Review: Duck Duck Goose

Duck Duck Goose offers a sophisticated take on European cuisine without the pretense.

Jane Marion - November 2018

Review: Duck Duck Goose

Duck Duck Goose offers a sophisticated take on European cuisine without the pretense.

Jane Marion - November 2018

Flights of fancy in the bar area. -Kate Grewal

Whether it’s paintings, fashion, gilded palaces, leggy women, or chiseled men, the French harbor an unapologetic appreciation for physical beauty. This is also the case when it comes to their food. Stylish plating is an art in and of itself in the world of French cuisine, an aesthetic Ashish Alfred has embraced at his fabulous new Fells Point brasserie, Duck Duck Goose.

Crab imperial with dark paddlefish caviar is served in a crab-shaped dish on black rocks in a white bowl. Plump scallops glisten atop a bright green mélange of Israeli couscous, parsnip purée, and apples. A streak of beet purée provides a striking stripe on a plate of roasted duck. Each dish is bursting with color, and most taste as good as they look.

The South Broadway restaurant is the second outpost of a concept that’s actually more broadly continental than strictly French. The first opened in Bethesda in 2016, and after a quick glance at the menu, we worried that it might not translate from the posh Montgomery County suburb to a neighborhood whose culinary sensibilities are a bit more casual. But those fears were eased the moment we walked in.

Housed in the former home of the late meatball eatery 8 Ball, Duck Duck Goose offers a sophisticated take on European cuisine without the accompanying pretense. While the layout is relatively unchanged—there’s an L-shaped bar, large common counter and lounge area in the main room, and a smattering of tables in the adjacent dining room—the décor is decidedly more fowl. Murals of geese dot the walls, and wooden ducks sit docilely behind the bar. Although he’s classically trained, having studied at the International Culinary Center in Manhattan, Alfred (who prefers to be called “Al”) doesn’t want the atmosphere to be stuffy. Hence, the eclectic selection of rather loud music, ranging from jazz to pop to club, playing on the nights we visited.



Honey-roasted duck and crab imperial with paddlefish caviar. —Kate Grewal

Wearing a backward baseball hat, and with an easygoing manner, our bartender, Tim, added to the casual vibe. On both our visits, he took great time and care preparing our cocktails, all of which are cleverly conceived—and named. The Duck L’Orange, made with bourbon, Grand Marnier, and maple simple syrup, packs a punch, yet goes down smooth. Le Vie en Rose (“life through rose-colored glasses”) combines vodka, raspberry liquor, lemon, and champagne for a not-too-sweet thirst-quenching treat. While we waited for our food, Tim gave us a sample of the restaurant’s house-infused banana Jameson, served on the rocks. It’s surprisingly bite-free and would make for a good before- or after-dinner drink.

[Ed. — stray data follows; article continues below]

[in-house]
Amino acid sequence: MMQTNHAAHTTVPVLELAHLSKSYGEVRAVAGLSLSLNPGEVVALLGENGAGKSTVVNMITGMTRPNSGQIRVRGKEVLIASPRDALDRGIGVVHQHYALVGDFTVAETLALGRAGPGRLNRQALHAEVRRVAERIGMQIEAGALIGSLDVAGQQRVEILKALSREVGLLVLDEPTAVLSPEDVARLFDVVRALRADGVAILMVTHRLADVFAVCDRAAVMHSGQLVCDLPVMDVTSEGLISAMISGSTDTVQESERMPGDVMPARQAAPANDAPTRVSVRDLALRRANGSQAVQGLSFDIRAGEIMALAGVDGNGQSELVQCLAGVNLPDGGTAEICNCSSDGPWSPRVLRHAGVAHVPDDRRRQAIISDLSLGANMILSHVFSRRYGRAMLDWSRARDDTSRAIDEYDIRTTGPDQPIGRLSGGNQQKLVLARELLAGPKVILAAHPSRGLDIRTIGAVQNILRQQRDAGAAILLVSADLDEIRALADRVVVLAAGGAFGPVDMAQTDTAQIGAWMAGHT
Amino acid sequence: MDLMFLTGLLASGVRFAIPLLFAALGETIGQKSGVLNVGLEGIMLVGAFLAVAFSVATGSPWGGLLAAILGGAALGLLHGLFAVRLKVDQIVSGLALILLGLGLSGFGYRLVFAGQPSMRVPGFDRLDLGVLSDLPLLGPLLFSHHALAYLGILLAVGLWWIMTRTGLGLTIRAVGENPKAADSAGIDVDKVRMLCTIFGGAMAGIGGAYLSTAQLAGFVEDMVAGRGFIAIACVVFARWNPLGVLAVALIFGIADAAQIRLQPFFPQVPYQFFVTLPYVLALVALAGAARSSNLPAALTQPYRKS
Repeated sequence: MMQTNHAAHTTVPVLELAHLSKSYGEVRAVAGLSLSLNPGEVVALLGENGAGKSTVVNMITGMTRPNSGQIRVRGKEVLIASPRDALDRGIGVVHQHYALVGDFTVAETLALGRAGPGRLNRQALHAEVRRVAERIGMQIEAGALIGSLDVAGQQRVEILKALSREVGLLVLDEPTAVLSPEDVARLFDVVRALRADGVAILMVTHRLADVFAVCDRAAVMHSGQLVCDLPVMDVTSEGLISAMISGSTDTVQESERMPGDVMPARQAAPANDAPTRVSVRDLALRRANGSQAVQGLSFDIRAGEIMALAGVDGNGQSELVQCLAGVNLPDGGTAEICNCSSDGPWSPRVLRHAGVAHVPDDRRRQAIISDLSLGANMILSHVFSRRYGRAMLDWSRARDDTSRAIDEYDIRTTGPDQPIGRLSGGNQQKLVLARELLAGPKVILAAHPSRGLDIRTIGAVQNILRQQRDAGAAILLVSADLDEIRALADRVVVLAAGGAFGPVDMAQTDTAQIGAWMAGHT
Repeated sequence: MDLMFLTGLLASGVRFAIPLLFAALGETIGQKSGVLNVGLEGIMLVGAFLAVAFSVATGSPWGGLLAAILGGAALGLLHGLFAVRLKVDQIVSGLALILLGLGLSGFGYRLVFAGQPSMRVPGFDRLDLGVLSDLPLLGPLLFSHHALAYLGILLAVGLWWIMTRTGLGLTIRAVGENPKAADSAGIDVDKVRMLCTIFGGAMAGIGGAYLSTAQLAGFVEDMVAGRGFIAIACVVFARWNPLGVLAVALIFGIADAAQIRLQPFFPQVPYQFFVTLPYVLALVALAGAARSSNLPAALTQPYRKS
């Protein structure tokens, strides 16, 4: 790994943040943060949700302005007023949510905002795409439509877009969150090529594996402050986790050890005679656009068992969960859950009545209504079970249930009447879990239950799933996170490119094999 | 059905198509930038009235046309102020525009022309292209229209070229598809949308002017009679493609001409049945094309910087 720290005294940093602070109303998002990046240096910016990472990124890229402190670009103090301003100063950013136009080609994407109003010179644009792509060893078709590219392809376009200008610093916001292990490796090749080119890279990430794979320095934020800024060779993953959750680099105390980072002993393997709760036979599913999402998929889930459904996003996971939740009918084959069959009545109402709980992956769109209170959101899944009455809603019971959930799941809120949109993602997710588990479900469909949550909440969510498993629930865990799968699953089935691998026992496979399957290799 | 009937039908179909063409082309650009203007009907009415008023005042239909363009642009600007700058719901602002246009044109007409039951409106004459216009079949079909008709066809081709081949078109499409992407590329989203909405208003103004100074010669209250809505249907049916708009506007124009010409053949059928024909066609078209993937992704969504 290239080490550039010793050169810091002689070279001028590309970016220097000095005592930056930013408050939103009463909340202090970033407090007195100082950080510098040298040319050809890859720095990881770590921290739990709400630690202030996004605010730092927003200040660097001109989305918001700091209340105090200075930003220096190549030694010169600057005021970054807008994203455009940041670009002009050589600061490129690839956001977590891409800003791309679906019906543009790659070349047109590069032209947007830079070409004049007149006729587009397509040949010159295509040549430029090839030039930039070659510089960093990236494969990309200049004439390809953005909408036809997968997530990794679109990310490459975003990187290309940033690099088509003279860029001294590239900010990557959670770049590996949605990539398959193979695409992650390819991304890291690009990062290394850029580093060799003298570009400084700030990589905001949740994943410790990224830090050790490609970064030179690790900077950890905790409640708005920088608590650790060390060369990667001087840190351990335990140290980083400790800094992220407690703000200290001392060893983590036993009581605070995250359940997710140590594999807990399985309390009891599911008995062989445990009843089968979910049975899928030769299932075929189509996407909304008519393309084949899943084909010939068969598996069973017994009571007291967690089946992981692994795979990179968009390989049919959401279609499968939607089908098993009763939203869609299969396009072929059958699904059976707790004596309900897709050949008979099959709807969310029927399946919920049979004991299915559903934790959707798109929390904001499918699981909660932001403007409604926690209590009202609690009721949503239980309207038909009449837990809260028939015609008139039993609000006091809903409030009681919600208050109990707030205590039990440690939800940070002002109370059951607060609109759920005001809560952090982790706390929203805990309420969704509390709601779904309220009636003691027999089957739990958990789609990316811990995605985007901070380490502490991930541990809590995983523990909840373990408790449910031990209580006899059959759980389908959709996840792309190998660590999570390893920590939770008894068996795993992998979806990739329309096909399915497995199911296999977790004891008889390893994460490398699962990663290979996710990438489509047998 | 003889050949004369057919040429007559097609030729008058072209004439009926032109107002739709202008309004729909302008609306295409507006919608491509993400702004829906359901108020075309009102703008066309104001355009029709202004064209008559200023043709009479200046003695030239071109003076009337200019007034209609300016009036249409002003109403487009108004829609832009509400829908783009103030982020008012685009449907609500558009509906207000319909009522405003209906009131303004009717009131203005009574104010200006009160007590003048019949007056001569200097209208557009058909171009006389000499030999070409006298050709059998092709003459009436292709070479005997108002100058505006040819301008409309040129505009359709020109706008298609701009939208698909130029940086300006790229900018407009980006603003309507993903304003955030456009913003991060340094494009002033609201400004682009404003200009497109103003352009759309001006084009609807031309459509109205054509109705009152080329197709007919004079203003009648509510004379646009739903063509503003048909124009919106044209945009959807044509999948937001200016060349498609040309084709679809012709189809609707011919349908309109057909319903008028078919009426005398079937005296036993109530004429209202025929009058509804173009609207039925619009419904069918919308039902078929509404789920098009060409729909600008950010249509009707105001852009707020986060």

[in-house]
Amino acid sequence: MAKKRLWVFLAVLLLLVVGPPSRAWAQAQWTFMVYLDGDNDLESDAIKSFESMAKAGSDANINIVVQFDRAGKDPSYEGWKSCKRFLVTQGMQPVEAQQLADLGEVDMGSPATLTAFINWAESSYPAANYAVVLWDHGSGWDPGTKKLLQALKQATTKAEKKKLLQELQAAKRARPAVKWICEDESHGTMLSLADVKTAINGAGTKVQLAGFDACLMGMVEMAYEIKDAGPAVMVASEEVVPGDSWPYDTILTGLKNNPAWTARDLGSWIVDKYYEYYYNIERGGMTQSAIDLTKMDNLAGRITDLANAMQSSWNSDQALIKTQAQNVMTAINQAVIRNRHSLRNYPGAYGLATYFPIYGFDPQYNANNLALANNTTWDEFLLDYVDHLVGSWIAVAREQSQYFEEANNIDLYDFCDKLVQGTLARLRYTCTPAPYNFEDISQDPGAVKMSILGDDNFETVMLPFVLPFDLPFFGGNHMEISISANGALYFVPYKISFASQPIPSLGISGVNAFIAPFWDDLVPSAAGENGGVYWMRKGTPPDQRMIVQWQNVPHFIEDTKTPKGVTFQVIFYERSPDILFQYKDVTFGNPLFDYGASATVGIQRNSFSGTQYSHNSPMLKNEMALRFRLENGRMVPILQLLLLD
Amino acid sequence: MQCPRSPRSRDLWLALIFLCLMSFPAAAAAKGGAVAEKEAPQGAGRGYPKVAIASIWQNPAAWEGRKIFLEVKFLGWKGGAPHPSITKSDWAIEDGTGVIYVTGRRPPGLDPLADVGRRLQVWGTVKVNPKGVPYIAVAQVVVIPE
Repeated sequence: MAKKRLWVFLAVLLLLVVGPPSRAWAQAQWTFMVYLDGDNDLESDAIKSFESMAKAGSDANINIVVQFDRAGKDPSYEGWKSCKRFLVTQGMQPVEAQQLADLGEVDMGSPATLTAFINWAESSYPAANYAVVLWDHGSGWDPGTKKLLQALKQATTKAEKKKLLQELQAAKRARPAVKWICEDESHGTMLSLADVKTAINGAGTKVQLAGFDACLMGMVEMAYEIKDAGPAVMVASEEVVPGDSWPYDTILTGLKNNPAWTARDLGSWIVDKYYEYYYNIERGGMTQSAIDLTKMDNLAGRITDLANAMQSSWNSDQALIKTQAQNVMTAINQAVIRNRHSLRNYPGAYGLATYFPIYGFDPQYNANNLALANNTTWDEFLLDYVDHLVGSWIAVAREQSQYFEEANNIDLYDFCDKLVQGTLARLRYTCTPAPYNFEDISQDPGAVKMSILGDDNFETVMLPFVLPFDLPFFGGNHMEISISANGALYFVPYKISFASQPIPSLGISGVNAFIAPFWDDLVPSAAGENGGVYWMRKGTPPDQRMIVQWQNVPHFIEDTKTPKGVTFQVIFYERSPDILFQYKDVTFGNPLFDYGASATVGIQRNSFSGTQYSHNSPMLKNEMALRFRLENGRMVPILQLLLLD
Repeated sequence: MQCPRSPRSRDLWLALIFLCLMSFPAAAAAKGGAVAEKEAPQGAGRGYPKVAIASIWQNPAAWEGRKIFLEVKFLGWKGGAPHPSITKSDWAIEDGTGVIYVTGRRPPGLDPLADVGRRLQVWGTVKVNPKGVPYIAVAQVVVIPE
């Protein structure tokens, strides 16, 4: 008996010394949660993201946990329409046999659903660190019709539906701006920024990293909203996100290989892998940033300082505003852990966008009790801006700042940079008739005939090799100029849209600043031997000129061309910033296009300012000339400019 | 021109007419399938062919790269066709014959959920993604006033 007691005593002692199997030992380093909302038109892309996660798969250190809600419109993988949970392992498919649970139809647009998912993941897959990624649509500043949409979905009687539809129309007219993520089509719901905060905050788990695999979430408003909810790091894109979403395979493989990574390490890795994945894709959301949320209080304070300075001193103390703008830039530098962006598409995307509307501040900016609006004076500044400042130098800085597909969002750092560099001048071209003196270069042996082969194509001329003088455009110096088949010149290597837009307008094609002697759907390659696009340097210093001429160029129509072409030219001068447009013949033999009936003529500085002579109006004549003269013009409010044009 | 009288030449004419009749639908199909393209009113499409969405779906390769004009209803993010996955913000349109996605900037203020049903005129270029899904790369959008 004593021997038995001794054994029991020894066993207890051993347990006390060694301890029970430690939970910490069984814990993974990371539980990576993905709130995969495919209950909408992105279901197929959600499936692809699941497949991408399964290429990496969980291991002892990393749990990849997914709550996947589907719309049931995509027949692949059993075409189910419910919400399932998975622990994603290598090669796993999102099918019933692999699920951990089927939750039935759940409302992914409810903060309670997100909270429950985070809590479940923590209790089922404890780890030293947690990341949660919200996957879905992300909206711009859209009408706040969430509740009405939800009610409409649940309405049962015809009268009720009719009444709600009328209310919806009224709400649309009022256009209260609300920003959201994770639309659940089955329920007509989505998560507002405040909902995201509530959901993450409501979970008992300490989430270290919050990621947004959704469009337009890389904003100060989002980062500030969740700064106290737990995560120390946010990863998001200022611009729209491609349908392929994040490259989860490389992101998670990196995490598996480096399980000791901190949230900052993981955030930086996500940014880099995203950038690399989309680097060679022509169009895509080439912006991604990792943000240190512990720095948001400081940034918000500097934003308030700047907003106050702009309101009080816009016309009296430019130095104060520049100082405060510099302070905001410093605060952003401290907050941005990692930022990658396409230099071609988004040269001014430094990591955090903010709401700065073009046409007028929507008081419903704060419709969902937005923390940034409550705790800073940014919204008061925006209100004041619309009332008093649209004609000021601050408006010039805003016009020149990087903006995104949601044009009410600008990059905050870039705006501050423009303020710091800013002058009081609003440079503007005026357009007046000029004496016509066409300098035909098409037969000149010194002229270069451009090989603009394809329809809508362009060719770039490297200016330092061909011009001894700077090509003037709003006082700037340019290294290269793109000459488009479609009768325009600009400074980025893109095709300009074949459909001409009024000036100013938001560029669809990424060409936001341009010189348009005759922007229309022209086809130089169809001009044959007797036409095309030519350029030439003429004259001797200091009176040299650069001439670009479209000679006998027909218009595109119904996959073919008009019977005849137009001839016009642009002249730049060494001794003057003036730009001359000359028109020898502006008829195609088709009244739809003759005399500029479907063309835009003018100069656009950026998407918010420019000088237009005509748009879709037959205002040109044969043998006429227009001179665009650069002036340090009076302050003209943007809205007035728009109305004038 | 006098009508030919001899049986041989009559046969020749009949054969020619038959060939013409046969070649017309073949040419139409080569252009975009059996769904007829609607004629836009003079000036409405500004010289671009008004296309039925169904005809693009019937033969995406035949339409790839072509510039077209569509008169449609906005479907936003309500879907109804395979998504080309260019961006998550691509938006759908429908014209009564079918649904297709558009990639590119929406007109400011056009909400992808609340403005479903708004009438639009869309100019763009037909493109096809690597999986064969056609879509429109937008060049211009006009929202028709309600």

The menu, divided into six smalls, four shares, and seven mains, can be intimidating to those unfamiliar with French fare, yet Alfred’s preparation makes the food we tried extremely accessible. We started with the roasted Japanese eggplant, a long strip of the vegetable topped with lemon yogurt, pistachios, and peppers that add a spicy kick. No disrespect to what followed, but it might have been the tastiest dish of the night. The cauliflower steak, a mixture of charred, puréed, and pickled forms of the veggie, offered a panoply of colors and flavors.

Surpassing our sky-high expectations, the honey-roasted duck was among the best we’ve ever had. A tender breast, cut into two tender strips and cooked medium-rare, was rich and only enhanced by the cherry reduction and glazed beets. Tournedos, a center-cut filet topped with foie gras in a red wine jus, was prepared medium-rare at our server’s suggestion. It emerged from the kitchen more rare than medium, the perfect preparation for such a high-quality piece of meat. Halibut, four pieces each wrapped in puff pastry, was perhaps the most inventive dish we tried, and while it was certainly good, the fish was a bit overpowered by the breading.

The best entrée we ate—shockingly—was one we rarely order at restaurants: the roasted chicken. But Alfred’s version, inspired by and named for Marc Forgione of Iron Chef, is impossibly juicy. Served with spicy broccolini, confit potatoes, and charred lemon, it’s worth every cent of its $24 cost.

There will be some who are scared off by Duck Duck Goose’s seemingly exotic menu or high pricing structure. To unadventurous eaters, we say there’s no need to order bone marrow or the Cote de Boeuf—a $95, 36-ounce bone-in ribeye for two. Simple dishes such as risotto, filet, and, of course, chicken are as pleasing to the palate as they are to the eye. At Duck Duck Goose, that’s saying a lot.


DUCK DUCK GOOSE 814 S. Broadway, Fells Point, 443-869-2129. HOURS Brunch: Sat.-Sun. 11 a.m.-3 p.m.; dinner: Tues.-Sun. 5-10 p.m.; bar: Tues.-Sun. 4 p.m.-1 a.m. PRICES Appetizers: $6-21; small plates: $13-16; entrees: $18-95. AMBIANCE Hunt country chic.

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Flights of fancy in the bar area. -Kate Grewal

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